AT&T reported a record number of iPhone activations— 5.2 million — blowing past Wall Street estimates. This is one of the last quarters when AT&T will have exclusive access to Apple's iPhone, so all these new subscribers locking themselves in for a 2-year contract is a positive.
Earnings were right in line with projections — 55 cents per share excluding one-time items — while revenue bested expectations, growing 2.8% over last year to $31.58 billion.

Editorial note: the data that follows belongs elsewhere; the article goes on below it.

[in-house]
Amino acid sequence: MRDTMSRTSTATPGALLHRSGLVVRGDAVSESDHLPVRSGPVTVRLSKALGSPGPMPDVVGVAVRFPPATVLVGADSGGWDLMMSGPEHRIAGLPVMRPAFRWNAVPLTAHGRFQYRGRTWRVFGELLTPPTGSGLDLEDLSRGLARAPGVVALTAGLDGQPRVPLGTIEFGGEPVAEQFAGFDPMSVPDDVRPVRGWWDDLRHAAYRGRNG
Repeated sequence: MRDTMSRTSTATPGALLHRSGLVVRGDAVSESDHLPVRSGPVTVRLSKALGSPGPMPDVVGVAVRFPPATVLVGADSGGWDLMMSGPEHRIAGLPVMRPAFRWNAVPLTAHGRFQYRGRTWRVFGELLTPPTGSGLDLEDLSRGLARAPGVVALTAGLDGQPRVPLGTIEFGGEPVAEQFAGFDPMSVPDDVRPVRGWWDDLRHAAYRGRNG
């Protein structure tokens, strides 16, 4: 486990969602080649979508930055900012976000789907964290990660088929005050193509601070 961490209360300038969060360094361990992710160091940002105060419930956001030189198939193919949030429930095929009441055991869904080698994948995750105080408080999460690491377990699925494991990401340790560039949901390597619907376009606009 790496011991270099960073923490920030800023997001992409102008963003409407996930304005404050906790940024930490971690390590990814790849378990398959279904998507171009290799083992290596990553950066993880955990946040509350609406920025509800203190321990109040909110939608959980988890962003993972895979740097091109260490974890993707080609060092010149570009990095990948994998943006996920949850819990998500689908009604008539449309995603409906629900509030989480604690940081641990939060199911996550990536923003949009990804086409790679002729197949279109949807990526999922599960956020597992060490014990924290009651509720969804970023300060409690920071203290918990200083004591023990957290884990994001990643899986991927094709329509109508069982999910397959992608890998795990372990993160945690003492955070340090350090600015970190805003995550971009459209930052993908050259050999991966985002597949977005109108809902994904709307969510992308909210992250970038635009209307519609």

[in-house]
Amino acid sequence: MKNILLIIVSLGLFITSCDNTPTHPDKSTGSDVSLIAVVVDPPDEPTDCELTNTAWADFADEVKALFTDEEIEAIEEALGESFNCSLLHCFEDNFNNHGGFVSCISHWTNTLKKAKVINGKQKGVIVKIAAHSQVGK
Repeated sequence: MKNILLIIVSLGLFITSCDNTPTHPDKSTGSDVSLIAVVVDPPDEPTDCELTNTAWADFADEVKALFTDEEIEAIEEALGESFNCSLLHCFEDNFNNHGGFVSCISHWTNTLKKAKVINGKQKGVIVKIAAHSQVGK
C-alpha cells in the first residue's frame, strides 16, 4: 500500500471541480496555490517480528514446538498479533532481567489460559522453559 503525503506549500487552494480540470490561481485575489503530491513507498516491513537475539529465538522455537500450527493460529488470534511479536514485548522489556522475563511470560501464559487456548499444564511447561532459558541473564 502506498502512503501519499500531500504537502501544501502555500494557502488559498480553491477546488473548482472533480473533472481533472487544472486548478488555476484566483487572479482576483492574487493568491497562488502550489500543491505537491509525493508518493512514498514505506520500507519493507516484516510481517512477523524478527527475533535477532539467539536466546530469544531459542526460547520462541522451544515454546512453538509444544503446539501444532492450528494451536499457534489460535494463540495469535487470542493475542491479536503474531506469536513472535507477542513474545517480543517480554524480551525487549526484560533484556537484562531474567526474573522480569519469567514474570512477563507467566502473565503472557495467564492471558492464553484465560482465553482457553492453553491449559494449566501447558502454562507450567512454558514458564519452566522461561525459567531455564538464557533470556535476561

So why is AT&T trading fractionally lower?
It's partly because of the long-anticipated loss of AT&T's exclusive with the iPhone. But it's also because of wireless service margins, which fell to 37.6 percent from 40.3 percent a year ago. This drop can be attributed to the fees AT&T pays Apple to keep the price of the iPhone down. And in the fourth quarter the company will feel more pressure on these margins because of expenses to integrate its recently-acquired Alltel customers.